in vietnam, my mom, when pickling vegetable, she would cut them up, then spread out on a large bamboo tray and left it out for a day so the vegetable sort of slightly dried. essentially, methink, the water evaporated some from the vegetable, then when you put it in the brine, it would draw the brine inside faster. i don't know if it would be the case here or not.

Yes, evaporating and letting the cell structure start to break down, very valuable for starting the process, but I don't think it let's the brine in faster:
I have seen, and made up w/ great success, other recipes that called for letting vegies briefly wilt outside in the sun; they tended to be "quick pickles" which are not fully brined and fermented, but lightly and briefly salted (no water) and then vinegared - I've made a variety of Japanese style quick pickles that way and they are wonderful.

So of course, I'm curious: was your mom doing fermentation (as in kimchee, sour pickles, and authentic sauerkraut) or vinegar pickling (as is very common in USA and Japan)

The thing about wet brine, chemically, is it is a hypertonic solution. Any solid placed in hypertonic solution will give up its liquid. So it is not so much that the cabbage is taking in a lot of salt but that it is giving up much of its water, even though it is soaking in a liquid, and then for the ferment, the salt is creating an environment hostile to undesirable micororganisms and friendly to the ones we want.

Home health care fact from the list nurse: when your pharynx/larynx is really inflamed, your gargle should be hypertonic so that it draws excess exudate/liquid from your tissues. :)

Janet Rosen
03-09-2012, 06:38 PM
Greg, good recipe.
I cannot find Korean pepper in our rural area and even going to the nearest city to a good spice store it wasn't in the form I wanted, only some kind of weird strands. So the first batch or two I used smoked paprika and dried chile flakes, which gave good flavor, the right color, and not too much heat. At the specialty shop when I made it down to the city I chose Allepo because I prefer a bit more heat to my kimchee, it is not fiery hot but has a very very good flavor as well, and is in a crushed, not fully dry powder form that I like to work with.

gregstec
03-09-2012, 07:24 PM
Greg, good recipe.
I cannot find Korean pepper in our rural area and even going to the nearest city to a good spice store it wasn't in the form I wanted, only some kind of weird strands. So the first batch or two I used smoked paprika and dried chile flakes, which gave good flavor, the right color, and not too much heat. At the specialty shop when I made it down to the city I chose Allepo because I prefer a bit more heat to my kimchee, it is not fiery hot but has a very very good flavor as well, and is in a crushed, not fully dry powder form that I like to work with.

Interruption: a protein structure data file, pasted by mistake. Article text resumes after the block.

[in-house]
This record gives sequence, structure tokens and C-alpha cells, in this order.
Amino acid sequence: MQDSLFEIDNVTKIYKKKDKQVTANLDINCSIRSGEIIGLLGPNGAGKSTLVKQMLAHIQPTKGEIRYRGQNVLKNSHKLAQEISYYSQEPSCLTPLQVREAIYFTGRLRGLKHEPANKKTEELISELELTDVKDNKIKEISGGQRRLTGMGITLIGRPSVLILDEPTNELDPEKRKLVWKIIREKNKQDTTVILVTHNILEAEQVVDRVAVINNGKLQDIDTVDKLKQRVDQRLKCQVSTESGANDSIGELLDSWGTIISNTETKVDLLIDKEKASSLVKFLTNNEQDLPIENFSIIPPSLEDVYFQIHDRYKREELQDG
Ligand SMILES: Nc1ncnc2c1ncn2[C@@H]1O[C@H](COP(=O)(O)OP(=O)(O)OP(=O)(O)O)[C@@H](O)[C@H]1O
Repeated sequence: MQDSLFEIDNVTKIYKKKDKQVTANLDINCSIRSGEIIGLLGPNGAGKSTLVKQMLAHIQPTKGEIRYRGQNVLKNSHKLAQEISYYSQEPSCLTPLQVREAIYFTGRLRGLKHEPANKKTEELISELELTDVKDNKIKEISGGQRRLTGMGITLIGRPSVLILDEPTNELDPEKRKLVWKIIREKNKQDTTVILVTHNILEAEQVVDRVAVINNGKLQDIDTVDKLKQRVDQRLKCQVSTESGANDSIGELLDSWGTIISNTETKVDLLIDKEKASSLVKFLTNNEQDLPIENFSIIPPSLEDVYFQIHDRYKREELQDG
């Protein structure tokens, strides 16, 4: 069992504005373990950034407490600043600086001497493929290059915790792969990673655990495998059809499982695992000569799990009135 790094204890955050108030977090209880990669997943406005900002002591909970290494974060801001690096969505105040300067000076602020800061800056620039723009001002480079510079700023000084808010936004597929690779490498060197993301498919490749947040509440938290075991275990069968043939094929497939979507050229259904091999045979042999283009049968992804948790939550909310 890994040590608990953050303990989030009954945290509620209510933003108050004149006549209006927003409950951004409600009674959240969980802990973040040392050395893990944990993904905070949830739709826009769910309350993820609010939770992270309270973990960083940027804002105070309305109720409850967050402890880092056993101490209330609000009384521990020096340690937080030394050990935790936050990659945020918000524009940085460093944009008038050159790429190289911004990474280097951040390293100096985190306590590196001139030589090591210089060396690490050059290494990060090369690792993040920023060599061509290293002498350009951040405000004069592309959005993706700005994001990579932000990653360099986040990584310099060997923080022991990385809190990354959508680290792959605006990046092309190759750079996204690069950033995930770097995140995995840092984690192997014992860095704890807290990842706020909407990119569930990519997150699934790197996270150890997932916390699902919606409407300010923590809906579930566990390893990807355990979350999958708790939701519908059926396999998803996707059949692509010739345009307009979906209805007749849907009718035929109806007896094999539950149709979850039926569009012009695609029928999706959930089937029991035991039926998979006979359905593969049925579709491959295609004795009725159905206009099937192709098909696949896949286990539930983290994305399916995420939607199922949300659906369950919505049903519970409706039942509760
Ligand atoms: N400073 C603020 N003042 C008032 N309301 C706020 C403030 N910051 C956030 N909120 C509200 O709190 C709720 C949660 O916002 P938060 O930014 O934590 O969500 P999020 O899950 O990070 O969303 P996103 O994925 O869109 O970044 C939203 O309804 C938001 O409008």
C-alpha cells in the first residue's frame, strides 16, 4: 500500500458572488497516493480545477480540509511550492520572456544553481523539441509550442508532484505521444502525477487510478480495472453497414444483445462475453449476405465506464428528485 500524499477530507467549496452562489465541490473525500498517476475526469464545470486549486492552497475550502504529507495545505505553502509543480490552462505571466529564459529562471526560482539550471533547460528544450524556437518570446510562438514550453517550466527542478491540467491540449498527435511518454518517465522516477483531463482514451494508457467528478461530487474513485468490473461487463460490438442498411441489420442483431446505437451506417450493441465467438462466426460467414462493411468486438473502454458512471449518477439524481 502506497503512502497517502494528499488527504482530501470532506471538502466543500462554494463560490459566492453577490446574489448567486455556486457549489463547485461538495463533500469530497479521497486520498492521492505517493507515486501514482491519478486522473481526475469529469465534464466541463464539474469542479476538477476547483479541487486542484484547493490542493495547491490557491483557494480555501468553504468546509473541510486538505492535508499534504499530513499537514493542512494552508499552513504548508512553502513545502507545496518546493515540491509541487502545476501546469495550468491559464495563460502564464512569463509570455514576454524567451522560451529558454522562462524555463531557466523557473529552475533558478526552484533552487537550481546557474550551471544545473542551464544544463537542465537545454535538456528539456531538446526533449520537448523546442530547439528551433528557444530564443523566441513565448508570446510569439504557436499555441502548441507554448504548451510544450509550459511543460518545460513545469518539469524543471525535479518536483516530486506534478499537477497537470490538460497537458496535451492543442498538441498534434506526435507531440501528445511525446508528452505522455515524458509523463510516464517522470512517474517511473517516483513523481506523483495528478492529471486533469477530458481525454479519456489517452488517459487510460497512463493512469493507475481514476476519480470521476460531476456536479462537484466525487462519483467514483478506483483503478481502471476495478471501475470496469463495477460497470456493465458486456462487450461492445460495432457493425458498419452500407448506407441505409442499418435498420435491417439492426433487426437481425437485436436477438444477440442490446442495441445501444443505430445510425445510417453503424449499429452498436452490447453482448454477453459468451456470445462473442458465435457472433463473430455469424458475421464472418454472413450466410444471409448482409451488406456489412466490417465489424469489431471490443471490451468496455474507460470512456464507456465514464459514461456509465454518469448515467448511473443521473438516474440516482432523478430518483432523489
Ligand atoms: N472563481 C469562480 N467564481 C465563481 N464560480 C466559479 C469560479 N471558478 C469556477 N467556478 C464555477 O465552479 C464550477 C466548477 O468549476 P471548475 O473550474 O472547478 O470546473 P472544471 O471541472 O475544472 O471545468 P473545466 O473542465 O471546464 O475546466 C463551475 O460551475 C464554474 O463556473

I get my specialty stuff (Korean red pepper, fish sauce, wasbi, etc) at Hmart.com on line - other stuff (cabbage, sea salt, green onions, garlic, ginger) easily obtained locally; even here in Dutch Country of Central PA :)

I have heard of the paprika substitute, and even had some in a locally available finished product, but it is just not the same :(



Greg

phitruong
03-09-2012, 08:22 PM
So of course, I'm curious: was your mom doing fermentation (as in kimchee, sour pickles, and authentic sauerkraut) or vinegar pickling (as is very common in USA and Japan)


she did both types. for the dark green vegetable similar to collard green, she did the fermentation. vinegar for daikon, carrot, leek and this vegetable show on this website, http://www.daovien.net/t2560-topic, don't know the english name for it. she also pickled the daikon and leeks in either fish sauce (sweet) or soy sauce as well. we were big on pickling, since we didn't have any kind of refrigeration system (actually, we didn't have electricity or indoor plumbing).

for the green vegetable she didn't dry as long (no more than 1 day), but for stuffs like daikon or leeks, she dried them to very dry (at least 2 days).

here's one of my favourite pickling http://stickygooeycreamychewy.com/2010/08/13/do-chua-vietnamese-carrot-and-daikon-pickle/

Janet Rosen
03-10-2012, 12:31 AM
Phi -

interesting vegie; loooking at all the pix on the page it looks like it is in the same family as Western hemisphere group that includes tomatillo, Cape gooseberry and ground cherries.

I took the recipe for the Do Chua - similar to several in the book I use a lot (The Joy of Pickling) but I like this particular version and hadn't tried anything quite like it yet....reading it I see the source of confusion: something that is vinegar w/ some salt is not a "brine" because brine MEANS salt water (as in...the ocean).

I love kitchen science and am grateful that (so far)hereabouts it is something to be enjoyed and not a survival necessity.